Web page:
# Proof: If a matrix is semi-definite and symmetric positive then it is a covariance matrix

Anyone have the following proof? If a matrix is semi-definite positive and symmetric then it is a covariance matrix.

• a covariance matrix is a matrix that is a positive semi definite matrix. (any) definiteness can be a property of any matrix. whether a covariance matrix obtains a specific type of definiteness depends on the nature of the data the covariances are being computed for – develarist Aug 31 '20 at 15:16
• it may not be symmetric – gunes Aug 31 '20 at 15:19
• One proof is that (assuming it is symmetric) it is the covariance matrix of the (multivariate) Normal distribution it determines, qed. – whuber Aug 31 '20 at 15:21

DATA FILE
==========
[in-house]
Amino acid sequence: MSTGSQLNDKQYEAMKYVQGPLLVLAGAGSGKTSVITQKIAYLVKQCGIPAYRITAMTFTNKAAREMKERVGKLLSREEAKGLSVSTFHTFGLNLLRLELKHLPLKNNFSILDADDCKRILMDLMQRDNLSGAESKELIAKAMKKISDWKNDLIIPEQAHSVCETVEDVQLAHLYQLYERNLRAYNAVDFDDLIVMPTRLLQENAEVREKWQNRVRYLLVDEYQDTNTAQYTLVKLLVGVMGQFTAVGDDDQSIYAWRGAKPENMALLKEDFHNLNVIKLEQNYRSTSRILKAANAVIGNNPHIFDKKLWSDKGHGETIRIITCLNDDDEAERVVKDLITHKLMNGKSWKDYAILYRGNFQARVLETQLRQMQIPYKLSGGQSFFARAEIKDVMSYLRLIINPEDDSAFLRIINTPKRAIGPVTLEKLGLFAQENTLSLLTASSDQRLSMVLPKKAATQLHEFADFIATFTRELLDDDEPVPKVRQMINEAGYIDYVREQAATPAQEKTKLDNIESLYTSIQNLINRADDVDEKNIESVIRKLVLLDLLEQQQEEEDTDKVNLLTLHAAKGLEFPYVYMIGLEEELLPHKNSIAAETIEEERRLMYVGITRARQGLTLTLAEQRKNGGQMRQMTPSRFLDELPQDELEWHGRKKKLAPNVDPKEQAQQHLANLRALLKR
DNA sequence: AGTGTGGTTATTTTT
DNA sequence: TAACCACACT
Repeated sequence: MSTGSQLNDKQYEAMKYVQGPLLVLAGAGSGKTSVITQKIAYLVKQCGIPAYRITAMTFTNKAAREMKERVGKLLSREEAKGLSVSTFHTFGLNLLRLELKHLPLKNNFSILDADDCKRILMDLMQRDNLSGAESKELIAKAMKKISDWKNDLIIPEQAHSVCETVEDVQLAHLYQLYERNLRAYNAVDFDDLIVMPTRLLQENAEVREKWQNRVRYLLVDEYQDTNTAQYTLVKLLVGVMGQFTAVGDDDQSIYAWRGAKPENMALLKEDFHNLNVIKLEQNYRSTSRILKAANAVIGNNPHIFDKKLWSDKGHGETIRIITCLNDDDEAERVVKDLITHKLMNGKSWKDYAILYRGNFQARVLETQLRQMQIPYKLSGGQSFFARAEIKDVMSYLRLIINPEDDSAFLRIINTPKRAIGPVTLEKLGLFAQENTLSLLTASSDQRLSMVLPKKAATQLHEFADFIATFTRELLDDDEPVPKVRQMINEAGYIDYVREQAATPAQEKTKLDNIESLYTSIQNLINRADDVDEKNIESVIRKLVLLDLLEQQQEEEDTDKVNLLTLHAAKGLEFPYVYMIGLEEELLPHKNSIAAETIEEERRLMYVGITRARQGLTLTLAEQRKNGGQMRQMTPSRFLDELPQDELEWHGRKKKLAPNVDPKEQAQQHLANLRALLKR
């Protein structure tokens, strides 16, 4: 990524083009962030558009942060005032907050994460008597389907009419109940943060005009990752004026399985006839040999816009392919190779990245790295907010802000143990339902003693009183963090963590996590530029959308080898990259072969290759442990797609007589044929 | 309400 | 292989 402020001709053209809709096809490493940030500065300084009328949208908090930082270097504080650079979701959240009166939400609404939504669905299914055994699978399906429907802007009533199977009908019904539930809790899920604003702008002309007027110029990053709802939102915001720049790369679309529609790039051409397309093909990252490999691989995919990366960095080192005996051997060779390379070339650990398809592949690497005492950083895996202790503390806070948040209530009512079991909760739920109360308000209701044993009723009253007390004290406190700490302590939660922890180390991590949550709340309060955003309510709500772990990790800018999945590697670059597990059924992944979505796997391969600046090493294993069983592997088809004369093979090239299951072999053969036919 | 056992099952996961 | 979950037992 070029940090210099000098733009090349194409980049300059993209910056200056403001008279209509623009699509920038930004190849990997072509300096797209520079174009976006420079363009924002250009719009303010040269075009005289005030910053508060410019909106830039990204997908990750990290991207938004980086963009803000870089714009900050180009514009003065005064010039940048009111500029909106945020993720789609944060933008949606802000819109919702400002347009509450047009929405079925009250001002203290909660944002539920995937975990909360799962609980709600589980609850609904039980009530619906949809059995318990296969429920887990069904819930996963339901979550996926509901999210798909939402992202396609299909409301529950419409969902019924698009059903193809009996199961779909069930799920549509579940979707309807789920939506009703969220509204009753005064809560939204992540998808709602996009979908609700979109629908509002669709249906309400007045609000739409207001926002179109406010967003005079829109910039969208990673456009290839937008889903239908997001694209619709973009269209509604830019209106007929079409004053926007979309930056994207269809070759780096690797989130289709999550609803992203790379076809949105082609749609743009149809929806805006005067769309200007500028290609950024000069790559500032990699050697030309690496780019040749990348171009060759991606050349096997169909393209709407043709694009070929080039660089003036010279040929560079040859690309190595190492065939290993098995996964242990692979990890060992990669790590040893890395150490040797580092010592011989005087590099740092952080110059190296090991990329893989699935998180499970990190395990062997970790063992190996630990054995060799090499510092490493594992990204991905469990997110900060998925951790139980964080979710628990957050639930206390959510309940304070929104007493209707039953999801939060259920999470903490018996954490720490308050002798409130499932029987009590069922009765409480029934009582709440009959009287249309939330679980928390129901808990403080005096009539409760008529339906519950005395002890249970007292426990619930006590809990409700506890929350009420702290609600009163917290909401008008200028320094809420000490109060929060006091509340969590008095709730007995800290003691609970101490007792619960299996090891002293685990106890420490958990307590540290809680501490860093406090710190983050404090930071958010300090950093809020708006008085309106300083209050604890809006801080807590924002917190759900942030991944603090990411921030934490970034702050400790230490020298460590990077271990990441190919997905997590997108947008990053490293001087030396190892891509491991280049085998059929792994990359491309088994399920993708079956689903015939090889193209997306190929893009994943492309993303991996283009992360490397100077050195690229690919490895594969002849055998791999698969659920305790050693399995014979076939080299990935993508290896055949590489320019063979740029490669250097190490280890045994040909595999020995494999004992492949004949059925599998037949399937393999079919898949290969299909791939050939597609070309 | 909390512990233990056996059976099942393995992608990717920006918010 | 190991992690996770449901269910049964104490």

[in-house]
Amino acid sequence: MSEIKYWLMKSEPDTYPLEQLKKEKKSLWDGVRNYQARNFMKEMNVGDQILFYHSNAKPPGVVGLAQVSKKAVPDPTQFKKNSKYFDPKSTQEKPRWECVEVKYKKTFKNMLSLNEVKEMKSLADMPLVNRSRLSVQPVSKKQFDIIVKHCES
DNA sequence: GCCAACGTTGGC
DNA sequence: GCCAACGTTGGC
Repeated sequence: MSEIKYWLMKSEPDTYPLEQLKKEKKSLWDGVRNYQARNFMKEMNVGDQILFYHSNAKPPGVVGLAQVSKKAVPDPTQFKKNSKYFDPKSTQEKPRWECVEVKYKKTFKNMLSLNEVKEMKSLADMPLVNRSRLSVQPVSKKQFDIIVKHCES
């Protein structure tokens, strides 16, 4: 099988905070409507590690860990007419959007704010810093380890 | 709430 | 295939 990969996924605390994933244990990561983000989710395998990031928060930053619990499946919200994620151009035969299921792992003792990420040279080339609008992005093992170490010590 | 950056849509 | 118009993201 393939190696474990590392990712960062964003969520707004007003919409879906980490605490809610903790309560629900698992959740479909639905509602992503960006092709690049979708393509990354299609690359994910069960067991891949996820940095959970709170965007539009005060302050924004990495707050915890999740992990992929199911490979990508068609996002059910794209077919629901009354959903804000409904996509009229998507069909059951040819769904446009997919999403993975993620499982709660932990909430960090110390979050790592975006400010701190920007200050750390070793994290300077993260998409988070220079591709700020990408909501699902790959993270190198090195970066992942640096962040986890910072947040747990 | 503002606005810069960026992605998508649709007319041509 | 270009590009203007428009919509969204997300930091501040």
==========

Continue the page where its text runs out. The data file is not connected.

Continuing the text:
Let $$\mathbf{\Sigma}$$ be an arbitrary $$n \times n$$ real symmetric positive semi-definite matrix. Consider the normal random vector $$\mathbf{X} \sim \text{N}(\mathbf{0}, \mathbf{\Sigma})$$ with density function:
$$p(\mathbf{x}) = (2 \pi)^{-n/2} \det(\mathbf{\Sigma})^{1/2} \exp \Big( -\frac{1}{2} \mathbf{x}^\text{T} \mathbf{\Sigma} \mathbf{x} \Big) \quad \quad \quad \text{for all } \mathbf{x} \in \mathbb{R}^n$$
$$\mathbb{V}(\mathbf{X}) = \mathbf{\Sigma}.$$